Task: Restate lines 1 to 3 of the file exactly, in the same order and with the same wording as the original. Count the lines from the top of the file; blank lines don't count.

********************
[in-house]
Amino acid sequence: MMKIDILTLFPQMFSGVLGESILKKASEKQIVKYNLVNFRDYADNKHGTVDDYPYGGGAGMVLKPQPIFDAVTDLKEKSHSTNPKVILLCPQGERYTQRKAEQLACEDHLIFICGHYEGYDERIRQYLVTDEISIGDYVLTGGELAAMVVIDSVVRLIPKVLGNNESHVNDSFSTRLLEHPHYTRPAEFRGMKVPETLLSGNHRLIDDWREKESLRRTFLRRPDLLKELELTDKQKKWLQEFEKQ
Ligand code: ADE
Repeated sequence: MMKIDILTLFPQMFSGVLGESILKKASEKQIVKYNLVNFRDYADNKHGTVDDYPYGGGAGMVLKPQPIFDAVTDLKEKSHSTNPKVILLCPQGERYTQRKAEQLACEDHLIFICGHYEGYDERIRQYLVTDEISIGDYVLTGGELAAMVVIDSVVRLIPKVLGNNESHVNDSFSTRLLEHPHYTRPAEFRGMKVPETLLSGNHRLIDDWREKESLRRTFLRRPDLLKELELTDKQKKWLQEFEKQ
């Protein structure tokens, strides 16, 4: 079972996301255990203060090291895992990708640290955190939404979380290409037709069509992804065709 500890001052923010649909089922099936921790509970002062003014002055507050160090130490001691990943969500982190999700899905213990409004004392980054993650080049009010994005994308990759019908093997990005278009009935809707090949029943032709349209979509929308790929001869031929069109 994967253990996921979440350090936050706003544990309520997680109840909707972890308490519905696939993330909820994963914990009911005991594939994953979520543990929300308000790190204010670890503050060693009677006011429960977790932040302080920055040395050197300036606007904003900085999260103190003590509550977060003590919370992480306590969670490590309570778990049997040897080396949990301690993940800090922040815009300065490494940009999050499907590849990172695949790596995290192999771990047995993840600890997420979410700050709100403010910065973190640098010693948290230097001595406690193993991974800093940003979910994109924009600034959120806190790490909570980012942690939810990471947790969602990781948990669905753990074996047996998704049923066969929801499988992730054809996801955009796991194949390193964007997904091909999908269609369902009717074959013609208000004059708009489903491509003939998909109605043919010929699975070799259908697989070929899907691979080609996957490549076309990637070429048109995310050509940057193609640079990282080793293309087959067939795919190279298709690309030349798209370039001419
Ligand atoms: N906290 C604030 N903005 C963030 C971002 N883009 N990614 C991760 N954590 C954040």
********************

[in-house]
Amino acid sequence: MMKIDILTLFPQMFSGVLGESILKKASEKQIVKYNLVNFRDYADNKHGTVDDYPYGGGAGMVLKPQPIFDAVTDLKEKSHSTNPKVILLCPQGERYTQRKAEQLACEDHLIFICGHYEGYDERIRQYLVTDEISIGDYVLTGGELAAMVVIDSVVRLIPKVLGNNESHVNDSFSTRLLEHPHYTRPAEFRGMKVPETLLSGNHRLIDDWREKESLRRTFLRRPDLLKELELTDKQKKWLQEFEKQ
Ligand code: ADE